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Most general histories of music blow past J.S. Bach’s eldest son like a bellows to a dust bunny. Wilhelm Friedemann (1710-84) gets a passing mention in Richard Crocker’s classic A History of Musical Style, if only to point out his failure to “find the proper stylistic framework to support a steady output.”* This is more than WF (to use Taruskin’s nickname) gets in the current edition of Burkholder, Grout, and Palisca, where his name isn’t even mentioned. Even more specialized studies, such as Giorgio Pestelli’s The Age of Mozart and Beethoven, only generalize, once again noting his stylistic waffling between Baroque and the more modern galant and empfindsamer (sentimental) styles. Pestelli also mentions WF’s quirky character (“changeable, discontented and prickly,” 22), the other bane to both his career and his legacy to history.

Enter Richard Taruskin. At the start of Chapter 9, “The Comic Style,” RT (to continue using Taruskin’s nickname system) promises that he will not follow the traditional historical path trying to connect the dots from JS Bach and Handel directly to Haydn and Mozart. Instead he will deal with the so-often-forgotten-or-at-least-hurried-through-so-we-can-get-to-the-good-stuff generation in between. He makes good on that promise right away by contributing a nine-page analysis of a keyboard sonata by—you guessed it—none other than our forgotten WF. Nine pages? you ask. In a general history of music? This must be a first.**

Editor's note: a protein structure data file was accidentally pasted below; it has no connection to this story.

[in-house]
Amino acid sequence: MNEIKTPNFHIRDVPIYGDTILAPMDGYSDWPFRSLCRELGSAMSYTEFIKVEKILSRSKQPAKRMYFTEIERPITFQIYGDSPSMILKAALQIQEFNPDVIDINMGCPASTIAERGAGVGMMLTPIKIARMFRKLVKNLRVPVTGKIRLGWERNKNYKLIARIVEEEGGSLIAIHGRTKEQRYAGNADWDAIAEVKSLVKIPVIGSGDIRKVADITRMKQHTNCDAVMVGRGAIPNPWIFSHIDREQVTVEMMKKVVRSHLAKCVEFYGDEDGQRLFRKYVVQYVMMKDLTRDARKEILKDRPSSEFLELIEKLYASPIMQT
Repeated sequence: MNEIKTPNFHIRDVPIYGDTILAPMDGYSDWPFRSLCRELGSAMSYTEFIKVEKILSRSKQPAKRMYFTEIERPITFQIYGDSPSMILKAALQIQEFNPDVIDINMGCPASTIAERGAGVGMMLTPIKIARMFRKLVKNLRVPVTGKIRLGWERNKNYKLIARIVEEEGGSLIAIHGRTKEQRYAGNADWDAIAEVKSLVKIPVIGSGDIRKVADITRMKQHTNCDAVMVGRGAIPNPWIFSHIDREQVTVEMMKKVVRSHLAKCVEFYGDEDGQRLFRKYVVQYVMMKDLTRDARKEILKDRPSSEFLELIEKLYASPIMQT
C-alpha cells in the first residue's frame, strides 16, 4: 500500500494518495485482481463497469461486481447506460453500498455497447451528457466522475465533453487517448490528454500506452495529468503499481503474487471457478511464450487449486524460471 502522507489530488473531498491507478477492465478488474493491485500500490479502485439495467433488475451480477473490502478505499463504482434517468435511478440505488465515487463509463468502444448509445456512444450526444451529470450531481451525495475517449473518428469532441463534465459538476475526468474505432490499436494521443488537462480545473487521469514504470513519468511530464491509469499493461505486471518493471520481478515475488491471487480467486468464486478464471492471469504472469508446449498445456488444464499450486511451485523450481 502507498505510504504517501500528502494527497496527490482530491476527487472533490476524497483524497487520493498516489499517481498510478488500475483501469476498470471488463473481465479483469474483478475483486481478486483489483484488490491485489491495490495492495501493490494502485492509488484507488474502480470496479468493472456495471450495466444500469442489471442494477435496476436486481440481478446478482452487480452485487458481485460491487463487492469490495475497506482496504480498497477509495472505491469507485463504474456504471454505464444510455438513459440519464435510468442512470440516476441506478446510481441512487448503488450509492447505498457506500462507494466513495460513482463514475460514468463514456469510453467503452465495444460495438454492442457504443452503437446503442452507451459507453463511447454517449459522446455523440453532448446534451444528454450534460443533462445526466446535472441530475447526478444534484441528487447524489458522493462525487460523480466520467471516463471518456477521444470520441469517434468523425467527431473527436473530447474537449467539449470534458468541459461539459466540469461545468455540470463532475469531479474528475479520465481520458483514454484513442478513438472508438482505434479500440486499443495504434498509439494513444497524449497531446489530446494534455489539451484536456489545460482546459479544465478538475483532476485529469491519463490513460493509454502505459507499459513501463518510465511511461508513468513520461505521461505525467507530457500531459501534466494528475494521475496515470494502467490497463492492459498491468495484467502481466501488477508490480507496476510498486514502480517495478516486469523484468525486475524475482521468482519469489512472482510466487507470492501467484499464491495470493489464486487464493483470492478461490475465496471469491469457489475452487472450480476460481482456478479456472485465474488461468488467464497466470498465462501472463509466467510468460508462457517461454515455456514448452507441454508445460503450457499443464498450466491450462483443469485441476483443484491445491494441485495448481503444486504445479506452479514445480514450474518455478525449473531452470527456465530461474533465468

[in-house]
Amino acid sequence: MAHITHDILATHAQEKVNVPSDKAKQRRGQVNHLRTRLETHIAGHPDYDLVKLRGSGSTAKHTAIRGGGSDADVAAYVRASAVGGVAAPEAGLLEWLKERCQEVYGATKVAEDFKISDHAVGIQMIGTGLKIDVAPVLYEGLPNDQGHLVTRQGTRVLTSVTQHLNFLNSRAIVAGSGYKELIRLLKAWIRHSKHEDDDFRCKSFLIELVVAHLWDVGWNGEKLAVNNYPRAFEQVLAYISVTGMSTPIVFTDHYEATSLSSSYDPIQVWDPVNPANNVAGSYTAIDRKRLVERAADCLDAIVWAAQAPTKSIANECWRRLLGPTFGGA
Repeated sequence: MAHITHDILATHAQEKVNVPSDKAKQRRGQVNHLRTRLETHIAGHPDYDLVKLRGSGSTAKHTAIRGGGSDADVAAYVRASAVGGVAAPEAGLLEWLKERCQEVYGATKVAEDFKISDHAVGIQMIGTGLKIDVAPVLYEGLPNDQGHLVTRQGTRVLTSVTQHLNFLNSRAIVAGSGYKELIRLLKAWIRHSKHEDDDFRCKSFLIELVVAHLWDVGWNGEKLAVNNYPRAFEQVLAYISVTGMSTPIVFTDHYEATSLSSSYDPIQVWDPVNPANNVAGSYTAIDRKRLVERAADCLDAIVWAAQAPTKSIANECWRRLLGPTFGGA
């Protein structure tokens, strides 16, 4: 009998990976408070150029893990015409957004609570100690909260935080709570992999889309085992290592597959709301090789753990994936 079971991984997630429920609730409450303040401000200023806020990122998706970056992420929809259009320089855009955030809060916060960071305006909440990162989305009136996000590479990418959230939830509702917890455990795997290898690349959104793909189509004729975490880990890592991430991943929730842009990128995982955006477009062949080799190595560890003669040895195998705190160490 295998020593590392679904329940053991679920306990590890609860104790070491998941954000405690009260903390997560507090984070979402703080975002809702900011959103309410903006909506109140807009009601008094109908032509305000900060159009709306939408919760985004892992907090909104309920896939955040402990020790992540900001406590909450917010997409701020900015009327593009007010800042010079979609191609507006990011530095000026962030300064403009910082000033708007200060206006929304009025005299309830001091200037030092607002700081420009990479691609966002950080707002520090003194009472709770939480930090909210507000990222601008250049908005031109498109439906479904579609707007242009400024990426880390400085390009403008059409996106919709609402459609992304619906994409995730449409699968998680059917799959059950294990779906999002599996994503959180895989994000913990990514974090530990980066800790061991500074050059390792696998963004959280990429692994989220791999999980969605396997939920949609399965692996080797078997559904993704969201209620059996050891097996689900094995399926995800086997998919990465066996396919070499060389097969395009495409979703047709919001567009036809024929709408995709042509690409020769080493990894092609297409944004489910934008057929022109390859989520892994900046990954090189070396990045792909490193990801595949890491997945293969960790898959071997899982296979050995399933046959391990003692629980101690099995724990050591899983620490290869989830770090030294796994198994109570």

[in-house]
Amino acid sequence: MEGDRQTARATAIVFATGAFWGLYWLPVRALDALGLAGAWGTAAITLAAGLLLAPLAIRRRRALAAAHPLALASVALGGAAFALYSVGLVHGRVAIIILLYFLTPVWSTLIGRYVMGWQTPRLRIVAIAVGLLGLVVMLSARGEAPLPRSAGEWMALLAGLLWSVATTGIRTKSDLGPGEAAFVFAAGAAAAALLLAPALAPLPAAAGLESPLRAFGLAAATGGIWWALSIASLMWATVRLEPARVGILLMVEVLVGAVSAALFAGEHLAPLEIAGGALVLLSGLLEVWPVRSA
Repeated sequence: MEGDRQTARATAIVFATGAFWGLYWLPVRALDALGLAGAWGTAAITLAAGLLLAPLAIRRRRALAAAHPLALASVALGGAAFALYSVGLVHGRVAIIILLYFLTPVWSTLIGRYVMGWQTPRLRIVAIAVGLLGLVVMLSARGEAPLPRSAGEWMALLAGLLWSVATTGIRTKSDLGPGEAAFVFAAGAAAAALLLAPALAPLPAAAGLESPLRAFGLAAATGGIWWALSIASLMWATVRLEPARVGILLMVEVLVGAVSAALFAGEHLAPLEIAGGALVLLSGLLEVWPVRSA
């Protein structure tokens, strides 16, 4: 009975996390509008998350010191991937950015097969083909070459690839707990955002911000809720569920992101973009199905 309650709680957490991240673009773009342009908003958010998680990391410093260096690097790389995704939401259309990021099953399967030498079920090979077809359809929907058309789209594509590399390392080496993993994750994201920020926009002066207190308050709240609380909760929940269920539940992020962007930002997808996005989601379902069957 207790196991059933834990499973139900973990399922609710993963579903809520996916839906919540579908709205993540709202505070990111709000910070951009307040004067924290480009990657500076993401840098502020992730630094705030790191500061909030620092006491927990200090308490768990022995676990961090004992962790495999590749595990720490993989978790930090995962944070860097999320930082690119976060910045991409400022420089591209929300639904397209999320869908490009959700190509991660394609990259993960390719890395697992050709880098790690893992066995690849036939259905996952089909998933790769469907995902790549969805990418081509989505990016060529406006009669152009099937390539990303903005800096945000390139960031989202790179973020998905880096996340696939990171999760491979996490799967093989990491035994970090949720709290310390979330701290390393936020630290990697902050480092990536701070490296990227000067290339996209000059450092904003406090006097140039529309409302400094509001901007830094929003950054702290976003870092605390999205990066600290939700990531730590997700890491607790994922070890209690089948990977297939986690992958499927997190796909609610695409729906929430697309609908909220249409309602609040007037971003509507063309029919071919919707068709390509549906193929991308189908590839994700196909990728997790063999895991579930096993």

What is gained by RT’s detailed hash-through of the 1st movement of WF’s Sonata in F (Falck catalogue no. 6)? First, we actually get to see the stylistic hodge-podge that so many historians reference. It’s all in there: JS-like canon, galant rhythms, motivic proliferation and contrast. But most importantly to RT, there is an overall structure to the piece that plays with symmetry in structure and harmony, with periodic outbursts that destroy the prevailing texture, melody, and phrase length. This schism comes—and this is important—at the FOP (or “far out point” in the harmony—RT and his abbreviations!). After the music travels abroad harmonically and motivically, there is a double return of the “home” harmony and the opening melodic motive.

RT points out that, as opposed to D. Scarlatti, for whom it was anomalous, the double return was standard for WF. He then makes the connection (with a historical perspective that WF never had) that this was central to the thinking of Haydn’s generation: “Indeed, it would not be much of an exaggeration to dub the whole later eighteenth century the Age of the Double Return, so definitive did the gesture become.” (II, 407)

There is the connection between the dots. So maybe we should give WF another listen. His sonata in A is as fine a place to start as any:

*Richard Crocker, A History of Musical Style, 369.

**If there’s a comparable passage in a general history, I’d love to know!

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Compare (just the first half a minute or so will suffice):

The first clip comes from Handel’s “No, di voi non vo’ fidarmi,” an erotic “chamber duet”; the second comes from the Messiah (No.12). Clearly, Handel borrowed from himself here, and there’s no disguise to indicate he’s trying to protect himself from charges of wrong-doing. Rather, this is an uncomplicated case of self-borrowing: he simply took a texture and a melody from an earlier work, reorchestrated it, changed the lyrics from Italian love poetry to English Biblical fare, and voila!